"Labs are ideal for waterfowl hunting," says Karl Gunzer, a longtime retriever trainer and now director of the Sporting Dog Group at Nestlé Purina PetCare. "I don't think there's a better dog for it. Labs are also one of the easiest dogs for a novice to train."
There are many different kinds of Labs out there of varying shapes, sizes, and colors, and many are bred for different purposes. Gunzer advises hunters to do some research and find the kind of dog they want. "Not all Labs are the same," he says. "A casual hunter or weekend warrior might benefit from a dog that is more laid back, with not as much drive as a field trialer. An outfitter, on the other hand, needs a dog with a lot of drive and stamina. Do your due diligence. Know where a pup's parents came from and what their disposition is like."
Born with a strong desire to retrieve, all Labs benefit from a solid foundation of obedience training, especially when they're young. "An obedient dog will make a good companion and a good hunter," Gunzer explains. "Ninety percent of the issues hunters face in the field come down to basic obedience."
When training a Lab, Gunzer advises hunters to "set expectations and be consistent." If you let your retriever get away with undesirable behaviors, such as dropping a bird or breaking, it becomes more difficult for the dog to understand what is acceptable and what isn't. "You own what you condone," he says. "If you allow a behavior, that's the behavior you'll get."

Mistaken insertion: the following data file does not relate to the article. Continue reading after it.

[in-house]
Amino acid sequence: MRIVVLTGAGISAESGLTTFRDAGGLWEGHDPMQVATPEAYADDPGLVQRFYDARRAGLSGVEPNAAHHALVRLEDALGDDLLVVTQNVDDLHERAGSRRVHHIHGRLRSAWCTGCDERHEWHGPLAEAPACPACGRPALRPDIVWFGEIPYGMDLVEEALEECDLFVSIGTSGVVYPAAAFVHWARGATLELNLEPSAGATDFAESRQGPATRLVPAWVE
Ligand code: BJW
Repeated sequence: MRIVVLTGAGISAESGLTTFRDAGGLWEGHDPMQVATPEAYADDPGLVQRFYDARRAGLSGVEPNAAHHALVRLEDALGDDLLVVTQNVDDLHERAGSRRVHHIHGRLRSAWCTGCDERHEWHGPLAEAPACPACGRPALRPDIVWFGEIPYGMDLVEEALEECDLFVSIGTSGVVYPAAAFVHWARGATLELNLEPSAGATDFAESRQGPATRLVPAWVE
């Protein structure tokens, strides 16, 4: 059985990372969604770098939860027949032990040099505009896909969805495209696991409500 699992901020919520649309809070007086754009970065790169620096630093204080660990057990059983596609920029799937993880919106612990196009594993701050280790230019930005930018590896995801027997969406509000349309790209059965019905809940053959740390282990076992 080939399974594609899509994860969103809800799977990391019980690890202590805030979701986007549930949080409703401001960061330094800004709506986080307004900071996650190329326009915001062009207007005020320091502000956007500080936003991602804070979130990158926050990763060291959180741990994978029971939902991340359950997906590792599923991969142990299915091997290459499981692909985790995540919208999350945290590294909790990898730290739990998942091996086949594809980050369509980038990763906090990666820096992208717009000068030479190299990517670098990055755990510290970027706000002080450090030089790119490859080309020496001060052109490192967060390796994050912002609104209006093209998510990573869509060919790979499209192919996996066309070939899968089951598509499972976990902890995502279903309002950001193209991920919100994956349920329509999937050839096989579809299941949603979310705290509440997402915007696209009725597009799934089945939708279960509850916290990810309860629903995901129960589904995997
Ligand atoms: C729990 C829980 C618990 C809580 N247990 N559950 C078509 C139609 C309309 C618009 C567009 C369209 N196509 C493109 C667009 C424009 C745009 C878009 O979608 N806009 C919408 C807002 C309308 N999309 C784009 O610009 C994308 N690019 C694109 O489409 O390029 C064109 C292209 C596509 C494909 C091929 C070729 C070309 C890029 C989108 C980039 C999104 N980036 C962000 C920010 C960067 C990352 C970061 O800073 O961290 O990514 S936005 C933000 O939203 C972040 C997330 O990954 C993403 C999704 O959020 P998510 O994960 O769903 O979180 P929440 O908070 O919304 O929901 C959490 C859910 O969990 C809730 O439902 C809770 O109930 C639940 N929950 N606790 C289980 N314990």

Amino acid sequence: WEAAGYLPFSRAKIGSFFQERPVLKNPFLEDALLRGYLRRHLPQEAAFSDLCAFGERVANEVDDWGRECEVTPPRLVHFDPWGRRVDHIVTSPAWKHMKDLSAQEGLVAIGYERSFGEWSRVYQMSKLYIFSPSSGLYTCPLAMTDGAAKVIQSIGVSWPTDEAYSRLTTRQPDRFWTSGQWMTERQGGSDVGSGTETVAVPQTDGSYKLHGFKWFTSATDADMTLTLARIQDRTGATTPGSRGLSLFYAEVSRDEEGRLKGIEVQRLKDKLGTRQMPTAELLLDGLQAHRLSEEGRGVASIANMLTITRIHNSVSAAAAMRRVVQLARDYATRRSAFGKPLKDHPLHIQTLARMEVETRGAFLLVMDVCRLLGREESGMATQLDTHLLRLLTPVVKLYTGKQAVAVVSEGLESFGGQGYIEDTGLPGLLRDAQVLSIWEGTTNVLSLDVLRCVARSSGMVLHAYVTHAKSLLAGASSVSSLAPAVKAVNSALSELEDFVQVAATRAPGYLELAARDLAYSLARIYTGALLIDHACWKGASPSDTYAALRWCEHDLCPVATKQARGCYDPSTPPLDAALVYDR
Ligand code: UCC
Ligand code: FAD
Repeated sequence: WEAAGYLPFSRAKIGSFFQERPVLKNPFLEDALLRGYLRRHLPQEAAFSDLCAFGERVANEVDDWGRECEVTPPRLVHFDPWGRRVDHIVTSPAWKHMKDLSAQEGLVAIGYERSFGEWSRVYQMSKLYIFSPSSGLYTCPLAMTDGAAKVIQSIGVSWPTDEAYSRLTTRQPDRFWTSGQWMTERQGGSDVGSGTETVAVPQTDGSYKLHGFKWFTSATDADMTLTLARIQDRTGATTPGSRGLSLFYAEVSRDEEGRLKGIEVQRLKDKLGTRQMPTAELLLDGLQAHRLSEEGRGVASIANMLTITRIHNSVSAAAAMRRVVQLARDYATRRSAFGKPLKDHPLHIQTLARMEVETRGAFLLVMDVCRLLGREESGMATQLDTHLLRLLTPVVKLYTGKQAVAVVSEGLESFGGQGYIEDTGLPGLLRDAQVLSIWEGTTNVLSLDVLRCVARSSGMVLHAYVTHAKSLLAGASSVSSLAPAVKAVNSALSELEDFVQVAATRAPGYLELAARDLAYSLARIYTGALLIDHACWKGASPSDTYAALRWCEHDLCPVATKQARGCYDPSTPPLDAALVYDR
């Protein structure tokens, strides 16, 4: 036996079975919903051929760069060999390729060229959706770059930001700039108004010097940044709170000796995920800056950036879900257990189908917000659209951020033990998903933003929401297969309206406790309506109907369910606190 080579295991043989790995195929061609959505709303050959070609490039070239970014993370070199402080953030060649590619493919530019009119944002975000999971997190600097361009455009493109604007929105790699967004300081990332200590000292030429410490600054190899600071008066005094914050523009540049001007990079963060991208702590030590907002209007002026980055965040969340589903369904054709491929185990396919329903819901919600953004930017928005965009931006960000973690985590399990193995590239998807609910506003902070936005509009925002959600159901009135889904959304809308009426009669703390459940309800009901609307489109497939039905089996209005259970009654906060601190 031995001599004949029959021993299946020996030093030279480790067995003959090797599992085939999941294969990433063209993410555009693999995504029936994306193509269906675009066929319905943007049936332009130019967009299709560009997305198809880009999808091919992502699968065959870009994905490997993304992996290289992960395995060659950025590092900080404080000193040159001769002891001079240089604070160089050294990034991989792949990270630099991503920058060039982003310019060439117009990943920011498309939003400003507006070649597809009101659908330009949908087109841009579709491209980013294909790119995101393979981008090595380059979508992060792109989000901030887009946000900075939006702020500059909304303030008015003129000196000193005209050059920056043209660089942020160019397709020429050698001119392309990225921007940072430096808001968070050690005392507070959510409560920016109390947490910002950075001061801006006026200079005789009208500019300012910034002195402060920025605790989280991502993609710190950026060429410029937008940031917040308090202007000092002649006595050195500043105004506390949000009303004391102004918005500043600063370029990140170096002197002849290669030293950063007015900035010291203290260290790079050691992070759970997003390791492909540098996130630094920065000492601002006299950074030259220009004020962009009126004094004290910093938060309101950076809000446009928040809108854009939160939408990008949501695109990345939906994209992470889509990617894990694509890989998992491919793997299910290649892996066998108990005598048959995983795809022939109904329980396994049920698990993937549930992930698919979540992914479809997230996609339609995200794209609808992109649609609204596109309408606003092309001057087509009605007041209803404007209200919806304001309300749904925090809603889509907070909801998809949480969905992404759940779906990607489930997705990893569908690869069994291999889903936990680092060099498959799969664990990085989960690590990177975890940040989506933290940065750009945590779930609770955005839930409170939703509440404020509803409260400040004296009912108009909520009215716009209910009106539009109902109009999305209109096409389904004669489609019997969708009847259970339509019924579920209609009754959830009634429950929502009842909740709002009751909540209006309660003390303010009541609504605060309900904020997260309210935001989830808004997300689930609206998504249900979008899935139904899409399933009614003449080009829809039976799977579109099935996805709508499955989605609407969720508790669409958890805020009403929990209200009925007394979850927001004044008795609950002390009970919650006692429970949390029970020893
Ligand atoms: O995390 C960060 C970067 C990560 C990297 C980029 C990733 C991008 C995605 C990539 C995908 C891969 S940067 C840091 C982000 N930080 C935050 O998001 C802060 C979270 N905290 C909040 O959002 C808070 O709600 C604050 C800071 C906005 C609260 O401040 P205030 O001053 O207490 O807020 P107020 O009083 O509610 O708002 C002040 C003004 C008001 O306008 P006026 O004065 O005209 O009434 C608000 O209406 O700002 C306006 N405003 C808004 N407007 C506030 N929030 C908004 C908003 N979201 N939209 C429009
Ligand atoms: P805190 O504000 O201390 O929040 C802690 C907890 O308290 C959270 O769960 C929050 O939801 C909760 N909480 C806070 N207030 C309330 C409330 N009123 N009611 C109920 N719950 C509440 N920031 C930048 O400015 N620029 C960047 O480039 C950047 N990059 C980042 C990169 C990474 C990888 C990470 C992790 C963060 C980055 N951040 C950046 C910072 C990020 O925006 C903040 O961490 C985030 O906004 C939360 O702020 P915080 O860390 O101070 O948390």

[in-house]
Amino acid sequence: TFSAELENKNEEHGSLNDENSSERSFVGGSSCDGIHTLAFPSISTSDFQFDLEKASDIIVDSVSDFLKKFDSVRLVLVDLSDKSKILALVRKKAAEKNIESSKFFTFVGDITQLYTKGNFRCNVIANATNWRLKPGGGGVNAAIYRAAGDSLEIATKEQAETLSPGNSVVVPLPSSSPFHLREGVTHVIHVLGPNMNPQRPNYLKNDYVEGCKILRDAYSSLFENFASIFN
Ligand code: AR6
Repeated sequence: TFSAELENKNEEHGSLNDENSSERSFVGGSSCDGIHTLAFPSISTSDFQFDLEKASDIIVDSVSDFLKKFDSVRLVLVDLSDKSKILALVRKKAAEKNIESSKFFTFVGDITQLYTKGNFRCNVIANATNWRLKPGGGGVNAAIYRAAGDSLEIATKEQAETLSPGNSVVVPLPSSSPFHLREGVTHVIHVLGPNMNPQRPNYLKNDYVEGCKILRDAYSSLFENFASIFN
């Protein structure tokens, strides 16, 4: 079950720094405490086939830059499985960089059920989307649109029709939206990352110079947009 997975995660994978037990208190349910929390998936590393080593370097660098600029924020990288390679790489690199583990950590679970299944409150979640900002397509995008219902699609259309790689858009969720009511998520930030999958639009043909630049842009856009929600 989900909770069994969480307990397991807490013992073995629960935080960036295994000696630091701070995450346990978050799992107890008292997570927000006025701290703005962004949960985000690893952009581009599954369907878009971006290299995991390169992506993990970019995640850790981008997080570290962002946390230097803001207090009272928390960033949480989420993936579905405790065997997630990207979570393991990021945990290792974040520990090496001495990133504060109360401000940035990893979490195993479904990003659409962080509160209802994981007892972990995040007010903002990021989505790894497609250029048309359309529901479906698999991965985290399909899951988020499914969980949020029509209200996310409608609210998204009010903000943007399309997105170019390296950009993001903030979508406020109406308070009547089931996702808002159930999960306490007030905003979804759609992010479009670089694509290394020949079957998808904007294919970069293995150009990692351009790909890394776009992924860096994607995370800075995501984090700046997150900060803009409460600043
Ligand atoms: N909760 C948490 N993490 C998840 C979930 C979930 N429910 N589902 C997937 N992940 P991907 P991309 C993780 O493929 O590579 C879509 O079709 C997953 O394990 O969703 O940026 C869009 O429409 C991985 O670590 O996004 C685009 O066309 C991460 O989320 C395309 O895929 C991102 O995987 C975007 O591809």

According to Gunzer, two of the most useful things to teach your young Lab are place training and crate training. Mastery of these skills will make it easier to teach more advanced skills, like steadiness, later on.
Finally, Gunzer advises Lab owners to let their dogs live in the house and to spend as much time with them as possible. "There's a reason the Lab has been the number-one dog in the country," he says. "They're versatile, easy to train, have a good temperament, and they make good pets. In competition, most of the dogs that win are dogs that live in the house with their owners. When a dog is used for no other purpose than hunting, the owner is missing some of the great benefits of having a dog."
Labrador retrievers are used as guide dogs for the blind more than any other breed.